Even if it falls amidst an average realm of quality regarding his directing capabilities contrasted with his more challenging and innovative body of work (especially in the 70s and 80s), Hugo does not fail to impress at certain segments…
Let me start by saying that this film is not perfect. 3D is still not flawless. The frame-rates at which they make these films is far too low, and it shows whenever there is motion.
The acting here is also not perfect. Sure Sacha Baron Cohen is great, but Chloe Moretz does come across as if she is trying slightly too hard. But honestly, it doesn't matter.
It doesn't matter at all.
Its actually quite hard to believe that the man behind the camera is the man who brought us Taxi Driver and Goodfellas. There's no grittiness, and darkness here. Instead Martin Scorsese is showing us his deep love of film. Explaining to us, why he went into the film…
December Challenge Film #35
This morning, I woke up and something smelled...off. "Oh, the cat took a shit." I figured, so I went in to check. Nope, clean litter box. The plot thickens. After some wandering, I went down in the basement only to discover that sewage had backed up all over, the source of my dismay. My day literally started off shitty.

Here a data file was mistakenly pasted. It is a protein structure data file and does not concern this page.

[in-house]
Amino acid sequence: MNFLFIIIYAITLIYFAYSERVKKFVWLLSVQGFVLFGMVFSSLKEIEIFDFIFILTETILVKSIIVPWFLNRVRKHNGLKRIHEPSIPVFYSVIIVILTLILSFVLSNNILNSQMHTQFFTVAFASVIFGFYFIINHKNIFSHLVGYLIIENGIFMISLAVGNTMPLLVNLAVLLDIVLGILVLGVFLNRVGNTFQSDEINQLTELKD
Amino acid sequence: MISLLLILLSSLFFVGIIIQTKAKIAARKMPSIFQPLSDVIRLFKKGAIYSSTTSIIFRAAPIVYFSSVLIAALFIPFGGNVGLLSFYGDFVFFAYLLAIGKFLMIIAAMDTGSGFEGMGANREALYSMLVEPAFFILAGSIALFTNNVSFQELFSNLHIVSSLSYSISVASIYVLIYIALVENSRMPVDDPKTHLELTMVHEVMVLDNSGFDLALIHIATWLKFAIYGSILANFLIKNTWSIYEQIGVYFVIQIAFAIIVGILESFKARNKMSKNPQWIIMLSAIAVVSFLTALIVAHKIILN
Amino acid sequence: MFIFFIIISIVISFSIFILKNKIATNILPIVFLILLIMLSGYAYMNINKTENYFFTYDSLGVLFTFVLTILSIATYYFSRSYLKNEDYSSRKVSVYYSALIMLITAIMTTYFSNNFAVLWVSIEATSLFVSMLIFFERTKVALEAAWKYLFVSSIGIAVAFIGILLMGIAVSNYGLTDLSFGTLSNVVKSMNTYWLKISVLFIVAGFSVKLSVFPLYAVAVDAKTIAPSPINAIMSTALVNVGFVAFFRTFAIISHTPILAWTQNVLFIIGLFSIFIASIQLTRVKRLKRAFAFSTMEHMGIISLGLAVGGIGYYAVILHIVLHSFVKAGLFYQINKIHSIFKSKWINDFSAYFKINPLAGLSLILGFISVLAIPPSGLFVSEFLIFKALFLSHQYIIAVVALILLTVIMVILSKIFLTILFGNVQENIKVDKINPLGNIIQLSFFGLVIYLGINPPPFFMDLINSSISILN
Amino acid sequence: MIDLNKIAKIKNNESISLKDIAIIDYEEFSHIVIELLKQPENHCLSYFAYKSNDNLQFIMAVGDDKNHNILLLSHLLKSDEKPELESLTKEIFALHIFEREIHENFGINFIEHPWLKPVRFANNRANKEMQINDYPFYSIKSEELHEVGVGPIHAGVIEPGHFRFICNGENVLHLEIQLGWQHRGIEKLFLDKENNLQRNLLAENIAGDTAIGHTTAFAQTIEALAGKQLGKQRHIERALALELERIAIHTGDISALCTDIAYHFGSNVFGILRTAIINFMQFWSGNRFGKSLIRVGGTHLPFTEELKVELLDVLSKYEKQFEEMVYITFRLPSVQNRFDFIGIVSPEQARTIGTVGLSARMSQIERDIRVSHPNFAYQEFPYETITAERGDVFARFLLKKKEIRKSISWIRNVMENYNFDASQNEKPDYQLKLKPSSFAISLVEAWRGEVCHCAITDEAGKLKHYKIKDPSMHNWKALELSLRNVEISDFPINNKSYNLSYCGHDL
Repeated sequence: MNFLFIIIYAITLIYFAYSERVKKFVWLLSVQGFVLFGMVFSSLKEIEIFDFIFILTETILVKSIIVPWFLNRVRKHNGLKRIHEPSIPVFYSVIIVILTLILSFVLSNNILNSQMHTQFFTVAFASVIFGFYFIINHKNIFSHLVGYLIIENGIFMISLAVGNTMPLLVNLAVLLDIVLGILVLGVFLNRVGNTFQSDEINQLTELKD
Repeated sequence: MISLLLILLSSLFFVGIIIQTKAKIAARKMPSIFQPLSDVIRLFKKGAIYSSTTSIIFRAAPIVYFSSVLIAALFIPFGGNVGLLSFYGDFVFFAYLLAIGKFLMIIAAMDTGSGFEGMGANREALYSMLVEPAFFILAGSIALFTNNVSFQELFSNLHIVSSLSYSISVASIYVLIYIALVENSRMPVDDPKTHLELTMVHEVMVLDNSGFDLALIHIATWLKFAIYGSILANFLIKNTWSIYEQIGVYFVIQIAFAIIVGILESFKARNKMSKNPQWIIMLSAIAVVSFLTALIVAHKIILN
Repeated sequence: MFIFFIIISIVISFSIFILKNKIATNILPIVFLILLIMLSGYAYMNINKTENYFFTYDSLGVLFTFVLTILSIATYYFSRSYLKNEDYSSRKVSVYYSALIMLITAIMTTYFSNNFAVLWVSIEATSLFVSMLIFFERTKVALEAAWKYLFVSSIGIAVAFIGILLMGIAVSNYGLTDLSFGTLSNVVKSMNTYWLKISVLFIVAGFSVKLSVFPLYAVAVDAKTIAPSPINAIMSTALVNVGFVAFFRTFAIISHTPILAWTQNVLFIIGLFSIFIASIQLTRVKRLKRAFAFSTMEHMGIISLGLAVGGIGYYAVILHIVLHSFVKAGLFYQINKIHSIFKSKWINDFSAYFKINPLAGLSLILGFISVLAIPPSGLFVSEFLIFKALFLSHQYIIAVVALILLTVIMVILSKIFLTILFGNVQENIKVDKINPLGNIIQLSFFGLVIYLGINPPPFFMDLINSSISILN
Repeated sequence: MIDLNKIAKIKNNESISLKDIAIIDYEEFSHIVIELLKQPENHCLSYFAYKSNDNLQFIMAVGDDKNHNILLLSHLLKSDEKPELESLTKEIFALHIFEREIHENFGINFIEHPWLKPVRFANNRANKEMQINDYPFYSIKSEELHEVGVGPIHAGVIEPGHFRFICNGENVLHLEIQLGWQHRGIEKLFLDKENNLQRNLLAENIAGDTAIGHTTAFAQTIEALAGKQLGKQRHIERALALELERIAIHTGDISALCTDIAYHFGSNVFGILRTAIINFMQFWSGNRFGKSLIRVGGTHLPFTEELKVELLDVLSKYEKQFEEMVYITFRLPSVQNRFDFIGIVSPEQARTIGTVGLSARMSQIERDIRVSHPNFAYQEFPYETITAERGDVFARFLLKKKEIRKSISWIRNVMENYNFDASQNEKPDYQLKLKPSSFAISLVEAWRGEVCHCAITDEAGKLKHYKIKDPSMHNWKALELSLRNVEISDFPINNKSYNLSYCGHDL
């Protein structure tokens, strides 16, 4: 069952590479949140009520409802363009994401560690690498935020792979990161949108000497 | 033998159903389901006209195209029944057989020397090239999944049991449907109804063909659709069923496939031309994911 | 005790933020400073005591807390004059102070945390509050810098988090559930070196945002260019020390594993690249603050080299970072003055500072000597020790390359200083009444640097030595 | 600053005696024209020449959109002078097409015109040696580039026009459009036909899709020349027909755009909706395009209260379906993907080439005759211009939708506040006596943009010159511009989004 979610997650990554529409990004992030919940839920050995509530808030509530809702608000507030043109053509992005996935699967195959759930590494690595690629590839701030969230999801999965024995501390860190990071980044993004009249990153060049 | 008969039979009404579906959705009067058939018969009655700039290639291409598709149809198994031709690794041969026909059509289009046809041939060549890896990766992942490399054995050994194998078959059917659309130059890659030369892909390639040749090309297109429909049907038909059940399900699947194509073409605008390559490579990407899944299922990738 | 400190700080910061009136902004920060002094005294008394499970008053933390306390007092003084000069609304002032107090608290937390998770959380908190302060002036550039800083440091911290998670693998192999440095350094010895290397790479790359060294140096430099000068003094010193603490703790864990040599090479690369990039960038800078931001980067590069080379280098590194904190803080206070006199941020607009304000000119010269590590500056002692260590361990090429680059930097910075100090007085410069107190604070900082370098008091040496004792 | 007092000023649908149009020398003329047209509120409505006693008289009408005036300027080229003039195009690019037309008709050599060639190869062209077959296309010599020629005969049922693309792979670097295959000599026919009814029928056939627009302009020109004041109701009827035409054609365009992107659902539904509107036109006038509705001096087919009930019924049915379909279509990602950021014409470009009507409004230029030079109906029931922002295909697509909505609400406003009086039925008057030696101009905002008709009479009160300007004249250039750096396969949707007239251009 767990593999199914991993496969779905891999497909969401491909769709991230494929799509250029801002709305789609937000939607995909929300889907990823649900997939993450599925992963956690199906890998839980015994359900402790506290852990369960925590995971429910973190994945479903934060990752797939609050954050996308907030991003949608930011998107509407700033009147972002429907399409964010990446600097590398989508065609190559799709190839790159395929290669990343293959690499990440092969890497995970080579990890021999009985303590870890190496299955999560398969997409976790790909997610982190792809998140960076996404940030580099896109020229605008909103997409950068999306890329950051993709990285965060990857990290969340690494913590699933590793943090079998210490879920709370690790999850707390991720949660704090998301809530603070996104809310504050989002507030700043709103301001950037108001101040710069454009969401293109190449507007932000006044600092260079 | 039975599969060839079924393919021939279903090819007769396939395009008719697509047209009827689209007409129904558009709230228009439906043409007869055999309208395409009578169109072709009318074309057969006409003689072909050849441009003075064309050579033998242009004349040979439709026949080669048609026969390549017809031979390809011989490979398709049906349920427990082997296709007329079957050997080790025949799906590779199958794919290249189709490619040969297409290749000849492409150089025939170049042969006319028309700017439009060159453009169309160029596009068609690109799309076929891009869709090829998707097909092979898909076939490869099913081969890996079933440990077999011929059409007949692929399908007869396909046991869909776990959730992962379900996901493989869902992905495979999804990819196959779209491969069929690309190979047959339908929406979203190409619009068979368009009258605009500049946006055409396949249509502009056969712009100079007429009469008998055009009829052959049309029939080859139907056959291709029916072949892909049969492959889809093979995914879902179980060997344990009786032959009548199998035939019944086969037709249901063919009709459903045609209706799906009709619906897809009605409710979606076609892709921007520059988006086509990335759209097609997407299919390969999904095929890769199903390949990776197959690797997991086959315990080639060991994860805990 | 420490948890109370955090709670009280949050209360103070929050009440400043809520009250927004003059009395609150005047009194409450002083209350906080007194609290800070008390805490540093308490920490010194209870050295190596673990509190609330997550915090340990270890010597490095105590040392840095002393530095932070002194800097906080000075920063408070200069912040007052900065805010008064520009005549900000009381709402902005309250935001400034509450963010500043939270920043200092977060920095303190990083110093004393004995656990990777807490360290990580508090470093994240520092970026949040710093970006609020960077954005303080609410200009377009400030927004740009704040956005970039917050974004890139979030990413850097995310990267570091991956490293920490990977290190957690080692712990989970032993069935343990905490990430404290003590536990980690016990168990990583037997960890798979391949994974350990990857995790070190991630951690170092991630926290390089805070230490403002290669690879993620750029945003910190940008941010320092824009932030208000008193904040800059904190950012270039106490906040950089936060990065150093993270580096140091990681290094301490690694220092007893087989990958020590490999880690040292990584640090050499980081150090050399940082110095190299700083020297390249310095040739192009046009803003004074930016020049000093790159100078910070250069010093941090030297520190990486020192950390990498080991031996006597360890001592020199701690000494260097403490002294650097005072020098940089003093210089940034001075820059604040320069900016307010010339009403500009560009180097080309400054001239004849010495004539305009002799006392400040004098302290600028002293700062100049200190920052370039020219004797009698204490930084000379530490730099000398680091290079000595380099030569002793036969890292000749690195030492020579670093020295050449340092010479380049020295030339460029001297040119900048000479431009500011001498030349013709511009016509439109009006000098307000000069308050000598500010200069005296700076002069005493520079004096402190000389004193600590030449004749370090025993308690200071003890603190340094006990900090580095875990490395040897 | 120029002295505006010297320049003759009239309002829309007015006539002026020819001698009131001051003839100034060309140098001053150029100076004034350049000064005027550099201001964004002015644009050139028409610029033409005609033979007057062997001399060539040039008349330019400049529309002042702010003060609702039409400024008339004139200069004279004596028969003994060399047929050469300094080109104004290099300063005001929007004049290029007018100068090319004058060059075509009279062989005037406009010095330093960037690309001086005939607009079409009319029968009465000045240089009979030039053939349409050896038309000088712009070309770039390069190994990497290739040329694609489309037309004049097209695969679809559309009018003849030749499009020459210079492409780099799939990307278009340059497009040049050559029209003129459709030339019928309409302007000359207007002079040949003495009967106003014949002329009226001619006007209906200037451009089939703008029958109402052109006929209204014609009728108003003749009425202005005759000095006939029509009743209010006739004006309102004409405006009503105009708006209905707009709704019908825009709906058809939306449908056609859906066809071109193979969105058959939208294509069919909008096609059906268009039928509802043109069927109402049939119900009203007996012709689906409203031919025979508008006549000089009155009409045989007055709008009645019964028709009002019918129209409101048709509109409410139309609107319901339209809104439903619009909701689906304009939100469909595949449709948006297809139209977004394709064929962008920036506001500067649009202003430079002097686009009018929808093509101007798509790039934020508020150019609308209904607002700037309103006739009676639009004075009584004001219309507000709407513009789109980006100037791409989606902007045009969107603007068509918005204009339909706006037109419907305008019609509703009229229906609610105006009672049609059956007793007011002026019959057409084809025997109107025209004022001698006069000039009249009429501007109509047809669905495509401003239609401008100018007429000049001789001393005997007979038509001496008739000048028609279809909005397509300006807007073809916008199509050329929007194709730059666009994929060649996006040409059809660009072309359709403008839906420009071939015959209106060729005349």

Random that I would tell that story at the start of a film review of Hugo, but the lingering odor as I awaited the arrival of the Plumber played a direct role in inspiring my choice of film. I didn't want something pessimistic and dour and cold. I needed something magical.
When Hugo was first released on…
It wins five Oscars amongst the side categories whilst being nominated for six more. It holds a strong metacritic score of 83. On top of those figures it is directed by none other than Martin Scorsese. And yet I am not impressed. ‘Hugo’ is thought to be a ride to magic land, but even by trying to view it from a child’s perspective I fail to be enchanted. Here I see no magical aura, no I see a set that is supposed to feel dreamlike only to be force fed through the viewer’s throat, like a bad Christmas movie. Besides this lacking engagement I didn’t even think the plot was in any way worthy of a place within Scorsese’s oeuvre;…
Watched with my daughter today and forgot about how good Hugo was, definitely worth a rewatch.
This review may contain spoilers. I can handle the truth.
Every film nut on LETTERBOXD is gonna like this movie. Worst place to read reviews for this ..Sorry